Well, why not? It's not as if you don't have a choice of activities. You can divide something into small pieces, or you can walk the walk, or you can talk the talk.

Now, my Collins dictionary says mince means to chop, grind or cut into small pieces: but that can't be right. That gives you chopped, ground or cut stuff. Mincing is different. Ground coffee beans aren't minced.

Surely the only way you can mince something is with...well, with a mincer. Traditionally it should be one clamped onto the kitchen work surface, and it should need the strength of a silver-back gorilla to work and the engineering skills of Isambard Kingdom Brunel to take apart to clean.

There's something squashy about the act of mincing that chop, grind or cut just doesn't cover.*

Ah well, perhaps the walking sort of mince is easier. Small dainty steps, and hands held above waist level. That's it. Lovely.

The talking sort of mince is interesting because no one ever does it. They only don't do it. I didn't mince my words, they say, meaning they said exactly what was on their minds and didn't bother about softening it for the sake of politeness.

Hm. Not sure whether to recommend that or not.

Ah well. Have fun, anyway.

Thing To Do Today (or Possibly Not): mince. This word comes from the Old French word mincier, and before that from the Latin word minūtia, smallness.

*I've just remembered that minced beef is called ground beef in the USA. So I suppose my theory falls down there. Whoops...

Monday 17 October 2011

Spot the frippet: antler.

There are more places than you might think where you can spot an antler.

Some are obvious:

(This is what I call an elk, but in the New World I understand it's called a moose. The brilliant thing about these antlers is that they act as hearing aids. No, really. An elk has natural ear trumpets.)

There are also smaller antlers like this:

That's a stag beetle.

There are even, or so it appears, rabbits with antlers. These are called jackalopes.

Hm...not entirely convinced about those.

Antlers are wonderful things wherever you find them. They are the fastest-growing bones anywhere, and take so much energy to make that a deer with big antlers really is fit in every sense of the word.


The Abbots Bromley Horn Dancers must be quite fit, too. They are to be seen every year in Staffordshire.

Reindeer antlers (New World caribou) are unusual in that they appear on the females, too. They're useful for sweeping away snow and fighting over tasty bits of lichen.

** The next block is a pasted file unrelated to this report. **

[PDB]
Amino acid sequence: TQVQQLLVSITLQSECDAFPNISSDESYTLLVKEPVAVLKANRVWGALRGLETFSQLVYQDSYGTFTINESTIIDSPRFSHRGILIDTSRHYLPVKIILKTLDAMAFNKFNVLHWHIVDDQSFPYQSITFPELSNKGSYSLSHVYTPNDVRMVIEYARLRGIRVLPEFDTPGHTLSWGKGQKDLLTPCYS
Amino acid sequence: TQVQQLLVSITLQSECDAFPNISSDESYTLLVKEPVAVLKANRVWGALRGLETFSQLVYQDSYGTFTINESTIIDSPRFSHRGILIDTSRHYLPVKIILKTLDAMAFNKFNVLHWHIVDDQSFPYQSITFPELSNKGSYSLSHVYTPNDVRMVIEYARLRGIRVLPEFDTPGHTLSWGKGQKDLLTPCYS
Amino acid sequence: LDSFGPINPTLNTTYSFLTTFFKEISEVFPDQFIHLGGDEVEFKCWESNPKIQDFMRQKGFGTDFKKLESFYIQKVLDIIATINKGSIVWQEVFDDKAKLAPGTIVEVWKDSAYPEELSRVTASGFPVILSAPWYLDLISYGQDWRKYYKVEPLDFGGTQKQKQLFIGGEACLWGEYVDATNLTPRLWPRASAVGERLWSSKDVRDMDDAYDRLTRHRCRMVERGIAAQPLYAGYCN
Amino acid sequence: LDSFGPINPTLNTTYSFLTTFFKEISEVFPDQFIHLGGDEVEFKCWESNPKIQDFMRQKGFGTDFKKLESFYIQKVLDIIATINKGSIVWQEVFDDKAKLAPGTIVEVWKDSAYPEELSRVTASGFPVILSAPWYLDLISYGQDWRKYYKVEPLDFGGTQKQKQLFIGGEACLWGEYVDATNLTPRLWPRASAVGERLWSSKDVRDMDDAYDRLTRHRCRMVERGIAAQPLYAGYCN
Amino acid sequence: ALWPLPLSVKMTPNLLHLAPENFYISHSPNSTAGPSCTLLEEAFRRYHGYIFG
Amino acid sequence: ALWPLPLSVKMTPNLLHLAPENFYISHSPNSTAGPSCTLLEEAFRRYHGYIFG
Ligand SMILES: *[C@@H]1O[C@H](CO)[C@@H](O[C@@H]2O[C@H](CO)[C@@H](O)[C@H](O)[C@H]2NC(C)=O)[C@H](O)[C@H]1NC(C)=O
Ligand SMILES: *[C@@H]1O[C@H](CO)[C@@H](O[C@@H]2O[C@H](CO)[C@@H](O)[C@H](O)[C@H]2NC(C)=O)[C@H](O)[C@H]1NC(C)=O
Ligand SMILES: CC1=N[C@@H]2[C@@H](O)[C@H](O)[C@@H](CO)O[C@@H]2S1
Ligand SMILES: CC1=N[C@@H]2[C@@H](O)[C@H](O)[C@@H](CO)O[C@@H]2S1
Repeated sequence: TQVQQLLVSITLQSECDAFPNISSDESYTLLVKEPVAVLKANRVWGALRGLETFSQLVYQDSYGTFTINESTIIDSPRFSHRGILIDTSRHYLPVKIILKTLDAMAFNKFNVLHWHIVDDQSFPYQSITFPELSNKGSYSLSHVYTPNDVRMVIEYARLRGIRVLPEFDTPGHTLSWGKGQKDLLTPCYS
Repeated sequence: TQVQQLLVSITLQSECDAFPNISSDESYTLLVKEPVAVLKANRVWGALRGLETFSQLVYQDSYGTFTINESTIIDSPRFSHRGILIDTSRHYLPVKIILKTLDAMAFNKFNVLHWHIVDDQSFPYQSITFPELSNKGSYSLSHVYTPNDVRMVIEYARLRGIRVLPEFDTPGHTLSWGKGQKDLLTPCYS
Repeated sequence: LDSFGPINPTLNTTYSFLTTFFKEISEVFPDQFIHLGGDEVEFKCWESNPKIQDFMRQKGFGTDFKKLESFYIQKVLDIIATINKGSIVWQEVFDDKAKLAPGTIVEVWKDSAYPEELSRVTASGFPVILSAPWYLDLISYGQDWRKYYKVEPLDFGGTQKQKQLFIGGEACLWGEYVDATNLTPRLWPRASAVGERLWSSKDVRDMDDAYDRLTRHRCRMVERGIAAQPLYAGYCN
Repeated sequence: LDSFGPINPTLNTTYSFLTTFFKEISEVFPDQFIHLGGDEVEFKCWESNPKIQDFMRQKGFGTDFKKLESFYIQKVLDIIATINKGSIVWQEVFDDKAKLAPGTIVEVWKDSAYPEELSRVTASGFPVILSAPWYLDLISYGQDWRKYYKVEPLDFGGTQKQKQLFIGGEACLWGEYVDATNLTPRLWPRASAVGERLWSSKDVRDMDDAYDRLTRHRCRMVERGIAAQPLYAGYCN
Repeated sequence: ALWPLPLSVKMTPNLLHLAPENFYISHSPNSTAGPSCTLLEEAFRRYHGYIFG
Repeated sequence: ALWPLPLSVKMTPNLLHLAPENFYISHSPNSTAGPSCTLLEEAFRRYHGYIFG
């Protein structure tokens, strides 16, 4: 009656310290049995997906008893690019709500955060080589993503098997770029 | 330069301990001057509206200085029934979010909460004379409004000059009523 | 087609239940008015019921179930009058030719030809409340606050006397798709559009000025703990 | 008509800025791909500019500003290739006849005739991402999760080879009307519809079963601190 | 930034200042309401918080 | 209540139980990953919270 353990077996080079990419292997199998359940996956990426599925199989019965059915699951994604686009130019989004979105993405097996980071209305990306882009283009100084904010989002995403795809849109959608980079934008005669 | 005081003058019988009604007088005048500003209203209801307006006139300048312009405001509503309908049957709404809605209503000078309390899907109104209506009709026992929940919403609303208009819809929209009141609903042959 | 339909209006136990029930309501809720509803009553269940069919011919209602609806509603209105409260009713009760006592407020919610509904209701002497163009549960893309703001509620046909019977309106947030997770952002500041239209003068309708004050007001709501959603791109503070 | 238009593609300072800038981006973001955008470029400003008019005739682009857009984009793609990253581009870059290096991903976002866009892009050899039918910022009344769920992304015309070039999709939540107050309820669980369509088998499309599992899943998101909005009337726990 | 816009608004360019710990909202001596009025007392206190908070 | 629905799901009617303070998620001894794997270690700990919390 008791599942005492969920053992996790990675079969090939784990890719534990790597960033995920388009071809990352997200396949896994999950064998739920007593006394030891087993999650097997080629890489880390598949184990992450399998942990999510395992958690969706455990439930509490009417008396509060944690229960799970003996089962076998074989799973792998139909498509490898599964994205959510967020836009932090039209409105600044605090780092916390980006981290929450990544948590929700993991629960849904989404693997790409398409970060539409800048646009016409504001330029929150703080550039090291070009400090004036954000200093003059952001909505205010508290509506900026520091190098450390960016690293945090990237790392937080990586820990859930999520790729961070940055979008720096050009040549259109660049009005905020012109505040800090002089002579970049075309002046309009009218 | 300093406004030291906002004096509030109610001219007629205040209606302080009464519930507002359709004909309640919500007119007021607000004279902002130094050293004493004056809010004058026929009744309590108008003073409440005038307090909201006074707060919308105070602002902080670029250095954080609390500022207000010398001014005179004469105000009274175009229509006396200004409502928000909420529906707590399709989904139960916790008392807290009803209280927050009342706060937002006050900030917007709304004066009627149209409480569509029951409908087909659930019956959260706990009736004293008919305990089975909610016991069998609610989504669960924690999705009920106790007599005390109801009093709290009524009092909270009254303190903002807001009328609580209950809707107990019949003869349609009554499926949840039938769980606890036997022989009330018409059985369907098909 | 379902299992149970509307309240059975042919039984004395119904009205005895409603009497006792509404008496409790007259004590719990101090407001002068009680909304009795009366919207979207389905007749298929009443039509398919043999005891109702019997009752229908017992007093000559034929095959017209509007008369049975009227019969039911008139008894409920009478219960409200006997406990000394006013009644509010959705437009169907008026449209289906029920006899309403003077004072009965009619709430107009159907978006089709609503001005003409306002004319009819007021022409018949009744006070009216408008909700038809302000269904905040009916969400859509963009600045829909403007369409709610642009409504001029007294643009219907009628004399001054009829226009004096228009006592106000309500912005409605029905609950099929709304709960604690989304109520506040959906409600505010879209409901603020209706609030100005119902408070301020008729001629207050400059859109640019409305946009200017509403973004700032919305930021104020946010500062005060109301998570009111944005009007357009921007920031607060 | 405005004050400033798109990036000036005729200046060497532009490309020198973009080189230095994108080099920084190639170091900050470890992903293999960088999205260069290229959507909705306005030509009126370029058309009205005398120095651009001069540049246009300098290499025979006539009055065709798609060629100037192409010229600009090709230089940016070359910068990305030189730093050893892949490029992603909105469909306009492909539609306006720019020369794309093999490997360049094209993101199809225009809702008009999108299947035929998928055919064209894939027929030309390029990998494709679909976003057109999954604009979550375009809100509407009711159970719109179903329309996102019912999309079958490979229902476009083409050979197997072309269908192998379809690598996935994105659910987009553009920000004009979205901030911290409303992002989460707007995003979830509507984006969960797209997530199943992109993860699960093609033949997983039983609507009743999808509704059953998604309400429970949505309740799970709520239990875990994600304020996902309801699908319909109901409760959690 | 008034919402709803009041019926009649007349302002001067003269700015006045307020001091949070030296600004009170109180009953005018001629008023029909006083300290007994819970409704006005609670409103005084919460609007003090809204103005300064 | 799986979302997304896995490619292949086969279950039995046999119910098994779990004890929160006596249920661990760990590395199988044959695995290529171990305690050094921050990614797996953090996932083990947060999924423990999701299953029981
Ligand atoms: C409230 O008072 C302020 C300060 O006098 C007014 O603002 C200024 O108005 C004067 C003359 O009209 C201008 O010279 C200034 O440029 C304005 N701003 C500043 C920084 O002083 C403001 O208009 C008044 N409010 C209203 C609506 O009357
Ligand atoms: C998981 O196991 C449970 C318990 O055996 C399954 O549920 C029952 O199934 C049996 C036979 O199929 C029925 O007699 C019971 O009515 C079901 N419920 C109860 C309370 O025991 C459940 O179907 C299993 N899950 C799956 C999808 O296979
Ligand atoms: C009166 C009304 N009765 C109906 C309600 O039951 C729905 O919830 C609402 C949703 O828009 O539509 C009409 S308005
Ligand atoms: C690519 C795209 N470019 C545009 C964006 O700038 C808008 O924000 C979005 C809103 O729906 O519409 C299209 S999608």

Oh, and one last thing. The antlers of male reindeer fall off in early December: so Rudolf and friends were all ladies.

Spot the frippet: antler. This word comes from the Middle English hauntelere, from the Old French antoillier. Some people have suggested that before that it comes from the Vulgar Latin rare ante ocularis, meaning branch before the eyes, but if you'll believe that you'll believe anything.

Even jackalopes.

Sunday 16 October 2011

Sunday Rest. Word Not To Use Today: ward.

Oh, this is a dry, wooden, empty word.

It's hard to say, too (I'm an expert on this because Ward was my maiden name: it either sounds like wood or it goes on forever).

It means nothing interesting, anyway. It's usually an enclosure for dull things like sick people or councillors, and if it's not that then it's a way of stopping people doing what they want to do (as in a ward of court) or stopping people getting where they want to get (as in the wards in a lock. The wards are the things that stop the wrong key opening it).

In fact it's a word which brings a permanent rain cloud with it, so let's blow it far away and let a bit of sunshine in.

Ooh, that's MUCH better.

Word Not To Use Today: ward. This word comes from the Old English word weard, which means protector.

It's a boring, ugly relation to the word guard.

Saturday 15 October 2011

Saturday Rave: Snow White and the Seven Dwarfs.

This story comes, of course, from Walt Disney.

Well, all right, the story of Snow White is really older than that, but Walt's version is surely the one nearly everyone thinks of first. It was the first full-length animated film, and in some ways I don't think it's been bettered. Yes, Snow White herself is ludicrously doll-like, but I've never seen fabric ripple so beautifully anywhere.

No, really, it's worth watching the whole film just for that.

It's a great story, anyway. Innocent heroine, wicked step-mother, mirror, dwarfs, apple, prince...but you know it already.

There might even have been a real Snow White. There was once a beautiful girl called Margarete von Waldeck who lived in, um, Waldeck, where the children who worked in the mine were known as dwarfs. 

Margarete (who didn't get on at all well with her step-mother) was courted by noblemen but was poisoned at the age of twenty one - though certainly not her step-mother who was already dead.

Mirror, Mirror, on the wall
Who's the fairest of them all?

Brilliant, eh? Proof to every child that one day the weak SHALL PREVAIL!

Word To Use Today: mirror. This word is from the Old French word mirer, to look at, from the Latin mīrārī, to wonder at.